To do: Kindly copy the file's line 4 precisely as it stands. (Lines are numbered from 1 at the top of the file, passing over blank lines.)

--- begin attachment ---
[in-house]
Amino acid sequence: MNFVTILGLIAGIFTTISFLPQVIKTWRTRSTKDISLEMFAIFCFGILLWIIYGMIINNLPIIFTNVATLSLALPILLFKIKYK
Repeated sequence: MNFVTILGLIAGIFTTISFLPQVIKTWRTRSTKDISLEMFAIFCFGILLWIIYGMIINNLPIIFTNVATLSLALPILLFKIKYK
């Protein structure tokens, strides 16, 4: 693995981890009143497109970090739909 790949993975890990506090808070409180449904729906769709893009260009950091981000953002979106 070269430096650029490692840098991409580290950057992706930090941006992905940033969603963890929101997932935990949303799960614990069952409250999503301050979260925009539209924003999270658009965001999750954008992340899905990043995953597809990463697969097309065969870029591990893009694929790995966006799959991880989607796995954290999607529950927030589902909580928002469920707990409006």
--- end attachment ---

């Protein structure tokens, strides 16, 4: 693995981890009143497109970090739909 790949993975890990506090808070409180449904729906769709893009260009950091981000953002979106 070269430096650029490692840098991409580290950057992706930090941006992905940033969603963890929101997932935990949303799960614990069952409250999503301050979260925009539209924003999270658009965001999750954008992340899905990043995953597809990463697969097309065969870029591990893009694929790995966006799959991880989607796995954290999607529950927030589902909580928002469920707990409006």